Shadow banking operating outside the financial regulatory system had had a phenomenal growth since the 2007-2008 Global Financial Crisis (GFC). Shadow banking now accounts for about half of the global financial assets. One banking executive clearly indicated that when the next crisis happens, it will be in this sector. Such a crisis will cause a crisis of confidence and that rapidly will move from shadow banking system to the broader financial system. This will have serious consequences for the global economy.
Global public and private debt have dramatically risen during the last two decades and it represents an important concern for the world economy since this may pose serious threat to macroeconomic, financial, and fiscal stability, which in turn can amplify uncertainty among economic actors. High debt may hinder economic growth, especially for those economies with a large debt burden, and it may also amplify the volatility of GDP growth rates.
According to the IMF, global public debt tripled since the mid-1970s to reach 92 per cent of GDP (or just above $91 trillion) by the end of 2022. Private debt also tripled to 146 per cent of GDP (or close to $144 trillion), but over a longer time span between 1960 and 2022. It is estimated that the interest bill for G7 countries was US$905 billion a year in 2018, and it would rise to US$1.5 trillion by 2026.
There are now growing concerns relating the growth of US government debt refinancing because of the contraction in the capacity of financial markets to buy treasury bonds. However, the US government has the option to use its taxation power or inflating away the debt, both or either one of them are not definitely on the US government’s prescription list. Also, there is no prospect for the US economy to grow its way out of the mounting debt problem as the economy is forecast to grow only 1.5 per cent in 2024.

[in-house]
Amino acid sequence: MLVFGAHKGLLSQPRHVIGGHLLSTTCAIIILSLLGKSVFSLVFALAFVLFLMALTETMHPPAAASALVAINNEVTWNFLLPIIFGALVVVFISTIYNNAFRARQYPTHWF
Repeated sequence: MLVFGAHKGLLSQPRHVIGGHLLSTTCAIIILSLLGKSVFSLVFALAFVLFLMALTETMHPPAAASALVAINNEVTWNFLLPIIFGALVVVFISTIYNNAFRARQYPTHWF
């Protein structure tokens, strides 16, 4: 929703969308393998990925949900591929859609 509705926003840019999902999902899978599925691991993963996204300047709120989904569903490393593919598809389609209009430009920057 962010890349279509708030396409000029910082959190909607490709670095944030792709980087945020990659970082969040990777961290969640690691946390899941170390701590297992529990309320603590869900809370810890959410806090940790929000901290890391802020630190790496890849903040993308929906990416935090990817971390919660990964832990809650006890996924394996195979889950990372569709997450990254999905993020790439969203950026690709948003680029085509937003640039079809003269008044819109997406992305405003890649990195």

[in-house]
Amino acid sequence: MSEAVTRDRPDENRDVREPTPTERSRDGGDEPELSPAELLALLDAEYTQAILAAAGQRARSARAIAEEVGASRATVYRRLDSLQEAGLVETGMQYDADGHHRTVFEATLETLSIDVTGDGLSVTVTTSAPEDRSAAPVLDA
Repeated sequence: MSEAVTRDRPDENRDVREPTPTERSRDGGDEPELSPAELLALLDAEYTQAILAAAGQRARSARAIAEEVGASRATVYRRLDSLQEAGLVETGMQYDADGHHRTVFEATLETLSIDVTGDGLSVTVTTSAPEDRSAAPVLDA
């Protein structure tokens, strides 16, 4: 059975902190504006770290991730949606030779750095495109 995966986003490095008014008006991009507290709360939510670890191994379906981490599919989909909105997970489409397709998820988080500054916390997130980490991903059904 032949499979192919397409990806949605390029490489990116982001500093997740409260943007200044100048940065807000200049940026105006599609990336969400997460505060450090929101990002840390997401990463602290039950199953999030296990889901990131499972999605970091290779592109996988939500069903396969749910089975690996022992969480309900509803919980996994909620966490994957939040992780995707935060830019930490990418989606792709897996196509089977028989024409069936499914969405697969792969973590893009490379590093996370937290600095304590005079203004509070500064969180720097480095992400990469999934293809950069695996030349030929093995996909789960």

A slowdown in economic growth will certainly create an unfavourable environment for trade. Also, as the world has gone past the peak of globalisation that has been putting downward pressure on global trade growth. Global economic growth will certainly be less than this year’s as central banks are aiming at inducing a slowdown to regain control over inflation and that will negatively impact on trade.
In fact, what we are witnessing now is the process of deglobalisation as reflected in declining trade/global GDP ratio which declined from 25 per cent in 2008 to 20 per cent in 2020. We are also experiencing the after-effect of deglobalisation-increased inflation systematically.
In a climate of lower growth, higher interest rates and reduced fiscal space, structural reforms along with increased productivity will help achieve longer term growth. A key area to further stimulate economic activity and a very important source of long-term prosperity for all countries – developed and developing — is trade. Therefore, countries must refrain from implementing policies that contravene WTO rules using the pretext to safeguard economic security which distort the flow of trade.